Cesar’s Cheese earns its way in retail shops, contests
A cheesemaking avocation that started in Oaxaca, Mexico has taken root in Wisconsin with the limited production of five types of cheese, which are sold in upscale and specialty outlets in the greater Milwaukee metropolitan area.
Cesar’s Cheese, owned and operated by Cesar Luis and his wife Heydi, who are Random Lake residents, specializes in the hand making of cheese. He learned the technique as a young boy while working with his grandmother in Mexico.
Luis earned his Wisconsin cheesemaker’s license in 2008 following the required training. This included 250 hours at Beechwood Cheese in southwest Sheboygan County and a period of making cheese one day per cheese at Roelli Cheese at Shullsburg in Grant County.
In 2010, the Luises began making cheese by renting space at the Sassy Cow Creamery near Columbus in Columbia County.
They typically make 350 pounds of cheese per batch — three times per week. Storage is provided in a cheese factory cave near Blue Mounds west of Madison.
Sassy Cow Creamery, owned and operated by the James and Robert Baerwolf families, has a milk bottling business along with separate conventional and organic dairy herds.
Luis obtains the milk from the conventional herd, noting that he’d be required to obtain a special license in order to make organic cheese.
He also noted one must be a licensed cheesemaker for 10 years before being eligible for Wisconsin’s Master Cheesemaker training and certification.
The Luises’ premier cheese, named Queso Oaxaca, is crafted completely by hand to make a string cheese that very prominently displays strings in its final form for serving.
The hand work involves stretching it into 15-pound, 50-foot ropes, which are then cut into string cheese sticks or Mexican-style knots.
Luis explains that the secret to the process is stretching the rope in only one direction, contrary to the offsetting pulling typically involved with the mechanical production of string cheese.
It’s this string cheese that has brought Cesar’s Cheese a significant amount of recognition on the cheese contest circuit — first place in the World Dairy Expo dairy product contest in 2011 and in the American Cheese Society competition in 2010, second place in both the World Championship Cheese Contest and the World Dairy Expo contest in 2010, and third place in the World Championship Contest in 2012.
Other varieties in the Cesar’s Cheese lineup are mozzarella, Cheddar curds, Queso Fresco, and Queso Quesadilla (a smooth, soft, and mild variety popular for snacking and melting in Mexico).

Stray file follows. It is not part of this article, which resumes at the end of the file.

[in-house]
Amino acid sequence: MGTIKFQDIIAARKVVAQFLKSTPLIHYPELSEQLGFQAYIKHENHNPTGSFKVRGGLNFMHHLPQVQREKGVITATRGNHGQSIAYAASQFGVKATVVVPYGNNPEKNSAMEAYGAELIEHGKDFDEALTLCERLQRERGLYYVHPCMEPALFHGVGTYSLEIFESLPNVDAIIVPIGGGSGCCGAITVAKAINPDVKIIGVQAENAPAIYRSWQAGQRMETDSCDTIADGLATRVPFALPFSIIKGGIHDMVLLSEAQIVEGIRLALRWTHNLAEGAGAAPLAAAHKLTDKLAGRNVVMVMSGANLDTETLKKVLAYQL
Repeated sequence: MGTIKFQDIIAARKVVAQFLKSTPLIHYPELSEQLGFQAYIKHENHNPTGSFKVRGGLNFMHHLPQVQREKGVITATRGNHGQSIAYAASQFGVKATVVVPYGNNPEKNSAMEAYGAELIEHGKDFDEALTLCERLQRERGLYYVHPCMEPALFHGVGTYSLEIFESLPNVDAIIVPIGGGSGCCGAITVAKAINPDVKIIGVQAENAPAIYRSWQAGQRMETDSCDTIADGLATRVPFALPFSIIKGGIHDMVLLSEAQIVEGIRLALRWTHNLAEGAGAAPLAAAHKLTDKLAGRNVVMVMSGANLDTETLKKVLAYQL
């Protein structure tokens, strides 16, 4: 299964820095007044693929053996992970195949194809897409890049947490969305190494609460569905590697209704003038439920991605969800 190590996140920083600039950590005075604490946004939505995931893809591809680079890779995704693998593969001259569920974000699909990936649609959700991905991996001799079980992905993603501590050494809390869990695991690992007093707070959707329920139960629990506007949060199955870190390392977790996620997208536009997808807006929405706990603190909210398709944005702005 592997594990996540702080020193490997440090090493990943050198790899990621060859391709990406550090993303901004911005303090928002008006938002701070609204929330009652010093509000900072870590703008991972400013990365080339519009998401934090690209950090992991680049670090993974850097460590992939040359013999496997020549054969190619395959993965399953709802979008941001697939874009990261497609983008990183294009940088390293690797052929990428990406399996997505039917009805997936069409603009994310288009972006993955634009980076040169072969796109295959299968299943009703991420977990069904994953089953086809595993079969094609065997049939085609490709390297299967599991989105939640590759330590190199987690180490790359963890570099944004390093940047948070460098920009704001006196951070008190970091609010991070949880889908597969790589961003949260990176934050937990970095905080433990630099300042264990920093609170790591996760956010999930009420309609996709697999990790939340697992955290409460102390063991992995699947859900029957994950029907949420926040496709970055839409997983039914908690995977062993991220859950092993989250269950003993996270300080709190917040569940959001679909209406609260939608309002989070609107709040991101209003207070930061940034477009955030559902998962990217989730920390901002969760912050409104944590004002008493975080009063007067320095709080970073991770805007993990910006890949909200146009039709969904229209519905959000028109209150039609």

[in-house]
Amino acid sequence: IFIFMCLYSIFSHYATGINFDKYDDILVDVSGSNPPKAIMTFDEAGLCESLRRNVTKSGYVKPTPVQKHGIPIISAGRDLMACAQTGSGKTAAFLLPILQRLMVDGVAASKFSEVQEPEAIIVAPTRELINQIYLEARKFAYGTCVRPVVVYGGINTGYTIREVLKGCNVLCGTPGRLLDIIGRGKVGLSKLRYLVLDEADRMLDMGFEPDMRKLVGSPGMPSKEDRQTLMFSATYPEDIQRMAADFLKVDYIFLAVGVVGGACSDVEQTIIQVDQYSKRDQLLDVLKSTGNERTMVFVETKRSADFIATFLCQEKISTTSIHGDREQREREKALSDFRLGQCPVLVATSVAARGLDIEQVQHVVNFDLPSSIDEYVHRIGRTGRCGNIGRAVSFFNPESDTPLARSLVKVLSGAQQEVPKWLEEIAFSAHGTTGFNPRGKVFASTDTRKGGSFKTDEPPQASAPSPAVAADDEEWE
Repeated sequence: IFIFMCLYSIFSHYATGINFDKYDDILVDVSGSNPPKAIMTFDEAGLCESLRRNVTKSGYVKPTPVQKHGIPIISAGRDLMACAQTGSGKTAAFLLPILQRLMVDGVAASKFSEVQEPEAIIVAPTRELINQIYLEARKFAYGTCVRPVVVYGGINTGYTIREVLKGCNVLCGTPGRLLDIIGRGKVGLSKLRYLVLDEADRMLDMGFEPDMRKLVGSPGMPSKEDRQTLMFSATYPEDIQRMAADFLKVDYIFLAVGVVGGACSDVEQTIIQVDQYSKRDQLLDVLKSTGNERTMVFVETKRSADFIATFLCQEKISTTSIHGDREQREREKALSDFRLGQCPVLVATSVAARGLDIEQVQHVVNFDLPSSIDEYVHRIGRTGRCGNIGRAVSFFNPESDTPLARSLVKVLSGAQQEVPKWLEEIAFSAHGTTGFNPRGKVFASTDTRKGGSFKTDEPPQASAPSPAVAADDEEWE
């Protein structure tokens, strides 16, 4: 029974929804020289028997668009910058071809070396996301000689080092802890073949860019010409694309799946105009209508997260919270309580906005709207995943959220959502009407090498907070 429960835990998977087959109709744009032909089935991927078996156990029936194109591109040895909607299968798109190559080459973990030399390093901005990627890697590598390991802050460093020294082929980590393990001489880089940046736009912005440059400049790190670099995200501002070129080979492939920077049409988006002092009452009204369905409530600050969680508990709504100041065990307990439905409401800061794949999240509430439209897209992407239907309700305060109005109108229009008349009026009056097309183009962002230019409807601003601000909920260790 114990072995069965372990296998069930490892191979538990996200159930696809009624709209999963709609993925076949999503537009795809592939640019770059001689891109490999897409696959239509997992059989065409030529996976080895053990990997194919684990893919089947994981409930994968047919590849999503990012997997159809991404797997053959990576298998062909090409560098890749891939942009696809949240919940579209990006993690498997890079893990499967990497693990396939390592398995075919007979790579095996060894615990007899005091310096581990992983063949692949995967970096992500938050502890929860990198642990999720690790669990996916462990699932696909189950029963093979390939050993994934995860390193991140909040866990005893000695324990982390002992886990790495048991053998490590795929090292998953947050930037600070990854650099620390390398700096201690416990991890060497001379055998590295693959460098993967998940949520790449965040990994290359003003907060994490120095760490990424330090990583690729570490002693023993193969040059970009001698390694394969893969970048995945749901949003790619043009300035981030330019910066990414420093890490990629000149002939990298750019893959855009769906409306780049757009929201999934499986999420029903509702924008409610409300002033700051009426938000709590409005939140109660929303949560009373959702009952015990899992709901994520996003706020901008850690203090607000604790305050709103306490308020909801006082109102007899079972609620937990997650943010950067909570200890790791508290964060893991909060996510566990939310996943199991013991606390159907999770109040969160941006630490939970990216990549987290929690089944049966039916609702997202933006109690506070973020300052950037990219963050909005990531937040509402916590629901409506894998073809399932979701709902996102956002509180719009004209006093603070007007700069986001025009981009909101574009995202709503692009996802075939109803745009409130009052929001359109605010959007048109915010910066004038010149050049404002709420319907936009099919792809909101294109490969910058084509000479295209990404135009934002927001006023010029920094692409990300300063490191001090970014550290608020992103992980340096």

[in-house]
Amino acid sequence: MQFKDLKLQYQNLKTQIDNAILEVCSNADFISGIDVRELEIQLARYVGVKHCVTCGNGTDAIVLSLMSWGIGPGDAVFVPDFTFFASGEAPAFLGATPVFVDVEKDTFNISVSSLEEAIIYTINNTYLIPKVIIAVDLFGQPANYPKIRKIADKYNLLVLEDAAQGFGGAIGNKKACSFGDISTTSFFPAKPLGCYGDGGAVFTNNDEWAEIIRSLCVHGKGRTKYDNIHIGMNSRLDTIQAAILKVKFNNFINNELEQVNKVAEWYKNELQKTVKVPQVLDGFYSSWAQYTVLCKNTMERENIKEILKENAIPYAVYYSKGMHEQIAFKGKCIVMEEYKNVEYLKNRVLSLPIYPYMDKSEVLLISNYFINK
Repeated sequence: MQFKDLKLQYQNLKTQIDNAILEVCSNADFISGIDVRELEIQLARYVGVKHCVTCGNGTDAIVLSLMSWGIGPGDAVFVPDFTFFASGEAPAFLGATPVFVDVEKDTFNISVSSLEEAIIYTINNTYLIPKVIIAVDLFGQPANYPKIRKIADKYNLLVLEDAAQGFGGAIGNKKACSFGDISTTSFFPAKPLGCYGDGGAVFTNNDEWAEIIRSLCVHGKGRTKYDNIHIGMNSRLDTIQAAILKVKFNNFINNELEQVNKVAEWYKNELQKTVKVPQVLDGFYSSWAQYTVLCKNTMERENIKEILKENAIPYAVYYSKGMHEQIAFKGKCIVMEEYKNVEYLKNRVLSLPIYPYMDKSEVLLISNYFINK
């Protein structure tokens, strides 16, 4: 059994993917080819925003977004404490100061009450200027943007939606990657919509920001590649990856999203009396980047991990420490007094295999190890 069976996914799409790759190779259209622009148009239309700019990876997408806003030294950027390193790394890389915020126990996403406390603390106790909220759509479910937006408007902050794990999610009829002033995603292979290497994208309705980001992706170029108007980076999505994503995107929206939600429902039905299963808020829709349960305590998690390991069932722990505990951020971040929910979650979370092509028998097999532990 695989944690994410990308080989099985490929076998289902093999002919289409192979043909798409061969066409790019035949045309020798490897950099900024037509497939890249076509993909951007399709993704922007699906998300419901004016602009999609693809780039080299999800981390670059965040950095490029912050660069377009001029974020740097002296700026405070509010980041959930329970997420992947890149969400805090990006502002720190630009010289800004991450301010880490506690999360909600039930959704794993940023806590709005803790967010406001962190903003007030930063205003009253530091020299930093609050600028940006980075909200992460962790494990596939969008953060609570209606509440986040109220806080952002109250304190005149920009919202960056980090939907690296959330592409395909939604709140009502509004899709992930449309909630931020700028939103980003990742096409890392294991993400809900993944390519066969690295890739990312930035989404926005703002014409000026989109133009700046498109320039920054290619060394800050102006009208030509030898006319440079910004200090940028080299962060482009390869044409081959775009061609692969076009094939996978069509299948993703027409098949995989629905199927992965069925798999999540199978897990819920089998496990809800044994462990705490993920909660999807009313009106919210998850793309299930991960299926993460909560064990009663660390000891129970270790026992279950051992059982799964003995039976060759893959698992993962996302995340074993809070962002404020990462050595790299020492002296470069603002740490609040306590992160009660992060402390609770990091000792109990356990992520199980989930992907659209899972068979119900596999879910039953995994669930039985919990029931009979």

For two years, Luis has also been trying to develop a variety that is similar to a popular one in Spain.
Cesar’s Cheese is sold at the Sendik’s Food Markets in Grafton and Germantown, Larry’s Market in Brown Deer, Glorioso Italian Market in Milwaukee, and The Outpost stores in Milwaukee.
Samples of the cheeses were provided to attendees at a program titled “Cheese Brings Smiles” at the Random Lake Area Historical Museum.
Responding to Questions
Following the featured presentation at that program by Edwin Fisher on the history of cheese factories in Sheboygan County, the discussion with the audience turned to how different varieties of cheese are made.
Luis was summoned to an impromptu session to handle the questions on that subject.
Luis explained that the various flavors are obtained by what starter cultures (bacteria) are chosen, the temperature to which the milk in vats is raised, how long certain temperatures are maintained, and the amount of time the cheese is aged.
The use of rennet (once obtained from the stomach of calves but now commercially produced) is a basic requirement in making cheese, he pointed out.
For Cheddar cheese, the preferred temperature is 90 degrees for 45 minutes before the rennet (an enzyme) is added. Then the temperature is raised to 102 degrees before the whey is drained.
String cheese is made in a similar fashion except for being put in a brine for 15 to 60 minutes, Luis added.
To make Swiss cheese, the milk is heated to 118 degrees, CO2 is injected in order to create the eyes that authenticate the variety, and aging for one to two years is required, Luis stated.
To a question about cheese mold, he replied that proper sealing, which keeps out oxygen, is an essential and that adding CO2 can delay the formation of mold.
The butterfat and protein percentages in milk also govern the choices for making cheeses and the quality that they will be, Luis told the attendees.
He pointed out that butterfat affects the eventual grade applied to cheese and that milk from Holstein cows can easily vary from 3.2 to 4.1 percent butterfat, depending largely on weather conditions and somewhat on the ration.
Another opportunity that Luis had was making Gouda cheese from goats’ milk at the Saxon Creamery in Cleveland.
He noted that calcium is added before the cheese is made. That milk came from the Hedrich family’s goat herd at Chilton. An entry of that cheese won the United States Cheese Championship in 2010.
Cesar’s Cheese can be reached by telephone at 414-520-5266 or by e-mail to firstname.lastname@example.org.